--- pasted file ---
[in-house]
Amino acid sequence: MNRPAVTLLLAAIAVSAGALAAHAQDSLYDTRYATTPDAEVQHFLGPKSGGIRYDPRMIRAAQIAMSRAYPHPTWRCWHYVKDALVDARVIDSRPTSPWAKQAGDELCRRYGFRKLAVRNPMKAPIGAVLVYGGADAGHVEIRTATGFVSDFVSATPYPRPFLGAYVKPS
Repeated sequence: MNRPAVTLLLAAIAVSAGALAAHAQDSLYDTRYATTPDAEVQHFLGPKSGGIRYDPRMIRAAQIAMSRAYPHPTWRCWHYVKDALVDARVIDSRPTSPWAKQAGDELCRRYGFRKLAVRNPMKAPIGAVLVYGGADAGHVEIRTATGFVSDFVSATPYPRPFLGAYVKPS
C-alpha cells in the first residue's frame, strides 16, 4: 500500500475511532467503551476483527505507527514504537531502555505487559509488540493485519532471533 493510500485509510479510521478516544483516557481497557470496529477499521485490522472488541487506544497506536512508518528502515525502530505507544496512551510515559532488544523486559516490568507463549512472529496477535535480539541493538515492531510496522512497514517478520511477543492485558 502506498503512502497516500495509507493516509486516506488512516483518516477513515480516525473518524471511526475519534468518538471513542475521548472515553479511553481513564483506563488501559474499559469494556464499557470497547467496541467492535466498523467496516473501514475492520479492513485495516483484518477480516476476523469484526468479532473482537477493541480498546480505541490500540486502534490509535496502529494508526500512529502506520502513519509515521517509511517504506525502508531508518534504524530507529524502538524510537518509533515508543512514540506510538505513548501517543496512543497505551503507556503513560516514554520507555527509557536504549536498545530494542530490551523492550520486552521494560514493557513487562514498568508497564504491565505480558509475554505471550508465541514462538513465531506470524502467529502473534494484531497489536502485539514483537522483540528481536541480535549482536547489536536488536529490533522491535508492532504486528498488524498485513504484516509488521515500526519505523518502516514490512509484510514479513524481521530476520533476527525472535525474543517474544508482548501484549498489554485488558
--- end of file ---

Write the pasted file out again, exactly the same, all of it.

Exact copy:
[in-house]
Amino acid sequence: MNRPAVTLLLAAIAVSAGALAAHAQDSLYDTRYATTPDAEVQHFLGPKSGGIRYDPRMIRAAQIAMSRAYPHPTWRCWHYVKDALVDARVIDSRPTSPWAKQAGDELCRRYGFRKLAVRNPMKAPIGAVLVYGGADAGHVEIRTATGFVSDFVSATPYPRPFLGAYVKPS
Repeated sequence: MNRPAVTLLLAAIAVSAGALAAHAQDSLYDTRYATTPDAEVQHFLGPKSGGIRYDPRMIRAAQIAMSRAYPHPTWRCWHYVKDALVDARVIDSRPTSPWAKQAGDELCRRYGFRKLAVRNPMKAPIGAVLVYGGADAGHVEIRTATGFVSDFVSATPYPRPFLGAYVKPS
C-alpha cells in the first residue's frame, strides 16, 4: 500500500475511532467503551476483527505507527514504537531502555505487559509488540493485519532471533 493510500485509510479510521478516544483516557481497557470496529477499521485490522472488541487506544497506536512508518528502515525502530505507544496512551510515559532488544523486559516490568507463549512472529496477535535480539541493538515492531510496522512497514517478520511477543492485558 502506498503512502497516500495509507493516509486516506488512516483518516477513515480516525473518524471511526475519534468518538471513542475521548472515553479511553481513564483506563488501559474499559469494556464499557470497547467496541467492535466498523467496516473501514475492520479492513485495516483484518477480516476476523469484526468479532473482537477493541480498546480505541490500540486502534490509535496502529494508526500512529502506520502513519509515521517509511517504506525502508531508518534504524530507529524502538524510537518509533515508543512514540506510538505513548501517543496512543497505551503507556503513560516514554520507555527509557536504549536498545530494542530490551523492550520486552521494560514493557513487562514498568508497564504491565505480558509475554505471550508465541514462538513465531506470524502467529502473534494484531497489536502485539514483537522483540528481536541480535549482536547489536536488536529490533522491535508492532504486528498488524498485513504484516509488521515500526519505523518502516514490512509484510514479513524481521530476520533476527525472535525474543517474544508482548501484549498489554485488558